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ERIC Number: EJ915321
Record Type: Journal
Publication Date: 2011-Feb
Pages: 14
Abstractor: As Provided
Reference Count: 59
ISBN: N/A
ISSN: ISSN-1360-3116
Recolonising Debates or Perpetuated Coloniality? Decentring the Spaces of Disability, Development and Community in the Global South
Grech, Shaun
International Journal of Inclusive Education, v15 n1 p87-100 Feb 2011
The World Health Organisation estimates that around 600 million people or 10% of the world's population is disabled, with more than 80% concentrated in the global South. In spite of this, majority world disability remains stranded on the peripheries of development policy, research and programmes, and virtually excluded from the Western-centric disability studies. Notwithstanding this disengagement, the views and tenets of the Western disability studies are exported to the majority world backed by a discourse of inferences, generalisations and myths. Critical issues related to society, politics, economics, cultures and the histories of the contexts in which Western concepts and theories are deployed, and the implications for disabled people remain confined to epistemological silence. Communities in the majority world are often bypassed or repositioned to accommodate the neoliberal development project, the history and practices of which remain largely unquestioned. This paper seeks to elucidate and engage with some of these complex issues surrounding disability, development and community in the majority world; critique development, its historical foundations and implications for disabled people; and challenge the exportation of epistemologies and strategies from North to South in an effort to push for a grounded and global disability studies.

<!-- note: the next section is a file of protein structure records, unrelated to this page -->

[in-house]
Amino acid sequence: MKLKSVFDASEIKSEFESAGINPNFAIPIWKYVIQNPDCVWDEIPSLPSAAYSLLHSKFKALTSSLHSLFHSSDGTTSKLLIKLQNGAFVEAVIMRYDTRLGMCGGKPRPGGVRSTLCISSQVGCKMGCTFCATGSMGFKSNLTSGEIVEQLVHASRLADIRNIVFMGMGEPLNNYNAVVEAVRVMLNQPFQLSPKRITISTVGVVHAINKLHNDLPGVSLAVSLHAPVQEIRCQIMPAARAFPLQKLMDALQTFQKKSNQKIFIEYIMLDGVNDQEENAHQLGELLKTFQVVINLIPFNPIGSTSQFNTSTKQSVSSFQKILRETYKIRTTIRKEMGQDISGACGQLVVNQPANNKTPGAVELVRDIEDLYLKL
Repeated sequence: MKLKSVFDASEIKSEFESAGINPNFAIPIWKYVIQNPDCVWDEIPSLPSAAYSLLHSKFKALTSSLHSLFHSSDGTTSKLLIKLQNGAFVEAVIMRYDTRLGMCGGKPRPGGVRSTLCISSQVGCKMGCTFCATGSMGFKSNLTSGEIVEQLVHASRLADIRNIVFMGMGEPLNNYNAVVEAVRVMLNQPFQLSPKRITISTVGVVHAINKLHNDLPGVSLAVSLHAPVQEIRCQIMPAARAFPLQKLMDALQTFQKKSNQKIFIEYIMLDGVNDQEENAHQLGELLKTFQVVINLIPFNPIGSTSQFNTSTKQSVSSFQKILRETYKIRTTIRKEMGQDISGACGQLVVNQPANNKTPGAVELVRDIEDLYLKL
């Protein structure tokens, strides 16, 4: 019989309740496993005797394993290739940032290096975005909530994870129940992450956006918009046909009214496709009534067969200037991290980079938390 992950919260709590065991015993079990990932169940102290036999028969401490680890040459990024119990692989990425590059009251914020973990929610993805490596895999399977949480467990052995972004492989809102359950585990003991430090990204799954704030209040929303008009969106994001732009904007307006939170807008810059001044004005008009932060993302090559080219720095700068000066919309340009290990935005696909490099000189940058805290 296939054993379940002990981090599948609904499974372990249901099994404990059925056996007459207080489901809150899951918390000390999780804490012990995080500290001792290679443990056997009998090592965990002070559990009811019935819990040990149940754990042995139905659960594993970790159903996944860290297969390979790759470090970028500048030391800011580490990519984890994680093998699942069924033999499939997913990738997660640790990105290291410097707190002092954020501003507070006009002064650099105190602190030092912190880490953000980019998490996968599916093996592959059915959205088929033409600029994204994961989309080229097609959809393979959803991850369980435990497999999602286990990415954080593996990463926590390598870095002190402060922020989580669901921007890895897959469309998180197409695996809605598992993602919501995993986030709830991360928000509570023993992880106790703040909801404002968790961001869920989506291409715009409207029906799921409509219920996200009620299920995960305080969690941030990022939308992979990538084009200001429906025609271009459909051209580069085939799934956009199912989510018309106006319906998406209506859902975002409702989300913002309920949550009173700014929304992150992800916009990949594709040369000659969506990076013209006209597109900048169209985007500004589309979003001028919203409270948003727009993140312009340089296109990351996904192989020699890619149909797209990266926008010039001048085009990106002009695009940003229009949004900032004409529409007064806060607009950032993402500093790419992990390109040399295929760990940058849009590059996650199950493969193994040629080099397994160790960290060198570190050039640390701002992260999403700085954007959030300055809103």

Routledge. Available from: Taylor & Francis, Ltd. 325 Chestnut Street Suite 800, Philadelphia, PA 19106. Tel: 800-354-1420; Fax: 215-625-2940; Web site: http://www.tandf.co.uk/journals
Publication Type: Journal Articles; Reports - Evaluative
Education Level: N/A
Audience: N/A
Language: English
Sponsor: N/A
Authoring Institution: N/A